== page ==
Then, crucially, it removes us from Tony’s head, for 30 seconds or so, putting us in the shoes of Paulie. (I pin the moment to when Tony tosses him the drink with too much force, which is a fairly classic way of getting us to shift our point of view.) When seen from Paulie’s point of view, Tony staggers drunkenly around the boat, more like a wild animal than anything else. The camera pulls back to a wide shot of the boat, and that’s exactly what we see: Paulie keeping his distance as Tony wanders about, seemingly aimlessly. The view looks for all the world like somebody who’s stumbled upon a bear tearing up their campsite and is just trying to escape with their lives. Paulie gets back on dry ground. He has that dream with Big Pussy. He decides he’s not going to leave things to chance and replaces the Soprano family espresso machine. Tony, who’s spent the whole episode complaining about Paulie, abruptly shifts his tune: It’s guys like Paulie that let the Sopranos live the way they do, he tells Carmela. She shouldn’t question the price tag. She should just take it. Equilibrium, at least in Tony Soprano’s eyes, has been restored.

The irony left unstated in this episode, of course, is that Tony Soprano is the one who attacks Paulie for telling “remember when” stories when he’s the man most dominated by visions of a past he can never hope to live up to. The episode gives him Paulie and Beansie as two possible futures, two men he could age into, if he’s lucky enough to live that long. Where Paulie was once the man he wanted to be when he grew up, Tony now might view growing into that man as something akin to a nightmare. Yet his actual kin, the man he might actually become someday, is held up in this episode as a sort of funhouse mirror version of Tony, a person who’s now a cautionary tale of old age and dementia. Uncle Junior is a walking, talking remember-when, someone whose stories and jokes are easily forgotten, whose potency is replaced by buttons.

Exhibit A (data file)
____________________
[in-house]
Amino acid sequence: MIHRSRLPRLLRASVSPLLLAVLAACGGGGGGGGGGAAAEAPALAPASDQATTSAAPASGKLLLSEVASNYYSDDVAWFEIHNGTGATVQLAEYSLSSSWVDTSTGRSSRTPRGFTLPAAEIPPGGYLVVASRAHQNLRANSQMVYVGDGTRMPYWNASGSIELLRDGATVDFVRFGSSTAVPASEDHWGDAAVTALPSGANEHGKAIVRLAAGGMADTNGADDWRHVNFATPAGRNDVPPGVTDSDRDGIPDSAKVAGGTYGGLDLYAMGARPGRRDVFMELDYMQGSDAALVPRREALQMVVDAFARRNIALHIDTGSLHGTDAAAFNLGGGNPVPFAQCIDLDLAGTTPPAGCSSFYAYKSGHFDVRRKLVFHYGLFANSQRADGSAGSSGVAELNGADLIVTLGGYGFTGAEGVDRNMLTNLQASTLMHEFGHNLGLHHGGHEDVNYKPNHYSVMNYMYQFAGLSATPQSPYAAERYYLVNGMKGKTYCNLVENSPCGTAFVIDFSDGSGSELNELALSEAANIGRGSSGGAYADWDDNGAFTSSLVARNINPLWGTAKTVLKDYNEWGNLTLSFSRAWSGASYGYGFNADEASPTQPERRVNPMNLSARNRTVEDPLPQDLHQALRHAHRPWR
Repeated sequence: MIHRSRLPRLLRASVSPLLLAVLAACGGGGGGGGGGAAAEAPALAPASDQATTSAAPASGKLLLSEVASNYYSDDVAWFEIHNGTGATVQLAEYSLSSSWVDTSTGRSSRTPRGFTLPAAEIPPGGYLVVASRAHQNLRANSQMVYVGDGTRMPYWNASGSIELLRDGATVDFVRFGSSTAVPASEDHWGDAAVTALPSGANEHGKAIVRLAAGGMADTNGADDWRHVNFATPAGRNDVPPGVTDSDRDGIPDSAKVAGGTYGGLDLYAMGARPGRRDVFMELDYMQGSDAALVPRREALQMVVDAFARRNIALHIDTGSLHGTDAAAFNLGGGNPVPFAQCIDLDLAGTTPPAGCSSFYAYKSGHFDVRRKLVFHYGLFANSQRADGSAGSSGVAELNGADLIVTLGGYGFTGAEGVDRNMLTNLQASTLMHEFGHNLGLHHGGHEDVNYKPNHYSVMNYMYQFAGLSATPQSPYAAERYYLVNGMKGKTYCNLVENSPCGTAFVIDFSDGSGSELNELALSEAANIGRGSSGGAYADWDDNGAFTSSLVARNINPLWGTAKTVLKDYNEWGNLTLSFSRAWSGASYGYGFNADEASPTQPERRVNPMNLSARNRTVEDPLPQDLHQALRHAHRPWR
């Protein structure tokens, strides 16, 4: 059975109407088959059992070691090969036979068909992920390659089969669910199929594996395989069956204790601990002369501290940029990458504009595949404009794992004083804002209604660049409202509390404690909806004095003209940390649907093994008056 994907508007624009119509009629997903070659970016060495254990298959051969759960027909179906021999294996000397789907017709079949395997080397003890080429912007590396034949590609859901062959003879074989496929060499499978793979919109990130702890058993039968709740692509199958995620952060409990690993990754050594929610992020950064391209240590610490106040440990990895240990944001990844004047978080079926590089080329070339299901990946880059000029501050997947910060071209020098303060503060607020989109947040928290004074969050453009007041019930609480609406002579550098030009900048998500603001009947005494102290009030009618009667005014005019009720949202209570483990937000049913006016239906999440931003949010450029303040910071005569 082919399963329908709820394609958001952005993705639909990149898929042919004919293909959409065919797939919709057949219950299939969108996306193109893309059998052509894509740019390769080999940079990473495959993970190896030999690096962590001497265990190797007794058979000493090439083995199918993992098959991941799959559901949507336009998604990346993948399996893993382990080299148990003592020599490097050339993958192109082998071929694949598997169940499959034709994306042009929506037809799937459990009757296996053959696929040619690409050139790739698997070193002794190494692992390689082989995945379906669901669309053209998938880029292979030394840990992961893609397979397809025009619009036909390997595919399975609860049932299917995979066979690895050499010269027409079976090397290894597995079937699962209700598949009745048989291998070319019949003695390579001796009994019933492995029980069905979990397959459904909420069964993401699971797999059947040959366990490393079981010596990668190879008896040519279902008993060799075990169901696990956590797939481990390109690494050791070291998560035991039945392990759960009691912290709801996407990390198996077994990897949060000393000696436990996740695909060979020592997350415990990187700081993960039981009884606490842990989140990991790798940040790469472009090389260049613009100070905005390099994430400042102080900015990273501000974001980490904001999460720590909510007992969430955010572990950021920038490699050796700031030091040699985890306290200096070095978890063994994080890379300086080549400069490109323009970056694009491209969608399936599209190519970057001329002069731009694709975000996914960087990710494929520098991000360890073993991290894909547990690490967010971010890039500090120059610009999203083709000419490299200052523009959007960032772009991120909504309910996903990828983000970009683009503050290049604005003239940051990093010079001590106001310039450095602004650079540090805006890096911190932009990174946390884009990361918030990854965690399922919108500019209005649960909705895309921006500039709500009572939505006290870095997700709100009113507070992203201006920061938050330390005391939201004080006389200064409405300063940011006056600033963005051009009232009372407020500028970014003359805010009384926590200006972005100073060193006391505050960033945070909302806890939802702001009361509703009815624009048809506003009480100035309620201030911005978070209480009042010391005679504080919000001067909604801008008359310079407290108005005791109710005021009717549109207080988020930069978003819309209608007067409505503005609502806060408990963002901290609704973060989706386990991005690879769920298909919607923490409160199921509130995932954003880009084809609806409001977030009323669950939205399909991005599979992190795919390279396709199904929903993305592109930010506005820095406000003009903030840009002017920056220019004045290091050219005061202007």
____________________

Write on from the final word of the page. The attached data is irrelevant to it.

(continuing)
It’s easy to say The Sopranos is about how people can’t change. In fact, I’ve probably said it 500 times since starting this series. Yet for all the ways the show is about people who are unwilling to change and face their own moral failings, it’s also about how the world doesn’t stand still, how society keeps changing, even if you insist it’s standing still. You wake up one day, and the place you thought you lived is no longer what it was, or the hotel you wanted to stay at is long gone. It’s easy to get washed along in nostalgia, to end up overshadowed by the past, because the past is a perfect country, a place we’ve made better in our heads through selective amnesia. To live and grow and change in the present requires active work and sacrifice. Better, then, to simply live in a half-remembered version of what was and scoff as the world around you stops reflecting what you know to be true.

Stray observations:

  • The New York civil war takes another life, as Phil consolidates his power by taking out Doc Santoro. And can I say how much I love the way the show plays out its major, series-ending story arc in the background of all of these weird little short stories about Tony and his guys?
  • This episode is so rich and full of texture that it’s all but impossible to touch on all of it in the main essay. In particular, I’m sad I didn’t get to touch on the relationship between Carter and Junior more. Carter’s such a well-developed character for our only just meeting him in this episode, and I love the way it ties into the unstable balance between mentors and those who idolize them that is reflected throughout the episode. (Also, this was the part that got Ken Leung his gig on Lost, so there’s that.)
  • I do like scenes where Tony seems to take counsel from an unlikely figure, then utterly fails to do anything with the good advice he’s given. Thus, the scene where he and Beansie talk is a favorite.
  • It’s pretty ballsy to take one of the final episodes of the series ever and make it essentially two thematically linked stories that are basically two-character pieces, then have one of the characters be a guest character we’re just meeting for the first time.
  • Paulie’s story about telling the cop his cousin was Barney Fife was genuinely amusing and well-told by Sirico.
  • Paulie watching Three’s Company and loudly chuckling is hilarious. That’s exactly the sort of thing he’d love to watch. I’m always amazed by how well the writers know these characters.
  • I think I’m going to make that version of “Take Me Home, Country Roads” my ringtone.

Speaking With The Fishes (spoilers):

  • I’ve said this in this section before, but it’s still amazing to me that Paulie is the last of Tony’s core crew left in the final episode. Everybody else is dead or incapacitated. That espresso machine really worked wonders!
  • Tony killing a member of his own crew will come up in just a handful of episodes.
  • Pay attention to Tony’s gambling streaks and habits. (I tried to tie this into Paulie’s hot streak in the ’70s, but it all felt a little specious.)

Next week: Tony learns what it means to keep “Chasing It.”